Upgrading: Who Wants To Be First?

This week, I want to talk about the SQL Server Front Runner program and a funny story about penguins that I heard at the Professional Association for SQL Server (PASS) Summit. Oddly enough, they're related.

First, the penguin story. Microsoft General Manager for the SQL Server Engine David Campbell shared the story during his keynote. According to Campbell, when Microsoft was launching SQL Server 7.0, the company sent several senior technologists to convince key customers to upgrade from SQL Server 6.5 to 7.0. During one visit, one of the engineers asked the customer, "Have you ever watched a nature program about penguins?" Apparently, when penguins return to the sea after breeding, they all congregate at the sea's edge, waiting to see who goes into the water first. No one wants to be the first one in because a sea lion might be waiting to eat them. However, the crowd of penguins gets bigger and bigger until either someone gets pushed in or some brave soul jumps in. The first one in either gets the most fish or gets eaten. The engineer told the customer, "You should be the first one in so that you can get the most fish."

Funny thing was, PASS President Kevin Kline was the customer who first heard the penguin story all those years ago. You can read his account of the story in his In a Nutshell blog at http://lists.sqlmag.com/t?ctl=171D0:285886 . (In case you're wondering, Kevin wasn't devoured by sea lions, orcas, or any other marine life during his upgrade process.) Of course, the point of the story is that someone does need to be first.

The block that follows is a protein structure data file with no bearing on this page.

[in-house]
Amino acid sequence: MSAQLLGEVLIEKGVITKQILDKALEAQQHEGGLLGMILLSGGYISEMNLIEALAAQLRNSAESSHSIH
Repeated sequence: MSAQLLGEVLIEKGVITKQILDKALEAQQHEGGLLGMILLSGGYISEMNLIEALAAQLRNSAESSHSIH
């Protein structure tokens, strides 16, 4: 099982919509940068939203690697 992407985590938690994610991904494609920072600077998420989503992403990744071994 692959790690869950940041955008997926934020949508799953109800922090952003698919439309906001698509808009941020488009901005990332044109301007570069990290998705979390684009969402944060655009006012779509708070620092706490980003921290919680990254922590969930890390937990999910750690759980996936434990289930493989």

So how does this relate to the Microsoft Front Runner challenge? The SQL Server 2005 Front Runner home page ( http://lists.sqlmag.com/t?ctl=171D7:285886 ) explains that participating Microsoft Partners will get help in being among the first Independent Software Vendors (ISVs) to get their SQL Server 2005 applications to market. The site lists other benefits, including 10 hours of BetaOne Services pre-launch technical support; a VeriTest voucher to take the SQL Server 2005 Platform Test (an $800 value); and marketing offerings, including use of the Front Runner stamp, a press-release kit, and more. In addition, 200 eligible Front Runner ISVs will receive $5000 in marketing funds.

So, it would be easy to end by saying, "Who wants to be the first penguin?" But you know what? By the time the SQL Server 2005 release to manufacturing (RTM) happens, dozens of SQL Server 2005 applications will have already gone live inside and outside of Microsoft. And although it's easy to poke fun at Microsoft for pulling Database Mirroring at the last minute, that decision was a brave move that prevented you from being eaten by an orca. Upgrade to SQL Server 2005 right away? You'll hear many reasonable arguments for and against. But if you choose to upgrade soon, you won't be the first penguin. Microsoft and dozens of other customers have already scared away the orcas.

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